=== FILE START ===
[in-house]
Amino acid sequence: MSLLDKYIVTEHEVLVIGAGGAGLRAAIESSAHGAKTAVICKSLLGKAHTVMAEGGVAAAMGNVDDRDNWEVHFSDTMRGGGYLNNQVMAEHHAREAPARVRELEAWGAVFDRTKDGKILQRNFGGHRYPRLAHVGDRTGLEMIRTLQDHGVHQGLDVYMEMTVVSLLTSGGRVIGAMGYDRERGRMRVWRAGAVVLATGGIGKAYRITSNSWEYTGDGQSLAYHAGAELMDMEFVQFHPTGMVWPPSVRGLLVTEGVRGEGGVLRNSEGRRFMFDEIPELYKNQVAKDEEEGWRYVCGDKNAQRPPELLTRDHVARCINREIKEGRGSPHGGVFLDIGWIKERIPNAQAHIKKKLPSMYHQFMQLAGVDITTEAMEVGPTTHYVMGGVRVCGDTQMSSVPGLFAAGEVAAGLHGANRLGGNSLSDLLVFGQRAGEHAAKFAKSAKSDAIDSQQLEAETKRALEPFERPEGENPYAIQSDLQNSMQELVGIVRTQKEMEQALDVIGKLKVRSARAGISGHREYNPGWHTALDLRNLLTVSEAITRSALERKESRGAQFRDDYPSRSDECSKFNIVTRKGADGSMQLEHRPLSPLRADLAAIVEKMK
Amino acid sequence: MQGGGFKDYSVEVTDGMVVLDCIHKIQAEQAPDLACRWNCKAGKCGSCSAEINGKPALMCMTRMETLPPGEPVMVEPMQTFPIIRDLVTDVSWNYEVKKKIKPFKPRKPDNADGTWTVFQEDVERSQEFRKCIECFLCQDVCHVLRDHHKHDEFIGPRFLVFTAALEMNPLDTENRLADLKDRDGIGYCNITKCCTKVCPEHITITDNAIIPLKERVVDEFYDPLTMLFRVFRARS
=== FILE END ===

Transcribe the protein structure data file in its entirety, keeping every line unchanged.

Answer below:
[in-house]
Amino acid sequence: MSLLDKYIVTEHEVLVIGAGGAGLRAAIESSAHGAKTAVICKSLLGKAHTVMAEGGVAAAMGNVDDRDNWEVHFSDTMRGGGYLNNQVMAEHHAREAPARVRELEAWGAVFDRTKDGKILQRNFGGHRYPRLAHVGDRTGLEMIRTLQDHGVHQGLDVYMEMTVVSLLTSGGRVIGAMGYDRERGRMRVWRAGAVVLATGGIGKAYRITSNSWEYTGDGQSLAYHAGAELMDMEFVQFHPTGMVWPPSVRGLLVTEGVRGEGGVLRNSEGRRFMFDEIPELYKNQVAKDEEEGWRYVCGDKNAQRPPELLTRDHVARCINREIKEGRGSPHGGVFLDIGWIKERIPNAQAHIKKKLPSMYHQFMQLAGVDITTEAMEVGPTTHYVMGGVRVCGDTQMSSVPGLFAAGEVAAGLHGANRLGGNSLSDLLVFGQRAGEHAAKFAKSAKSDAIDSQQLEAETKRALEPFERPEGENPYAIQSDLQNSMQELVGIVRTQKEMEQALDVIGKLKVRSARAGISGHREYNPGWHTALDLRNLLTVSEAITRSALERKESRGAQFRDDYPSRSDECSKFNIVTRKGADGSMQLEHRPLSPLRADLAAIVEKMK
Amino acid sequence: MQGGGFKDYSVEVTDGMVVLDCIHKIQAEQAPDLACRWNCKAGKCGSCSAEINGKPALMCMTRMETLPPGEPVMVEPMQTFPIIRDLVTDVSWNYEVKKKIKPFKPRKPDNADGTWTVFQEDVERSQEFRKCIECFLCQDVCHVLRDHHKHDEFIGPRFLVFTAALEMNPLDTENRLADLKDRDGIGYCNITKCCTKVCPEHITITDNAIIPLKERVVDEFYDPLTMLFRVFRARS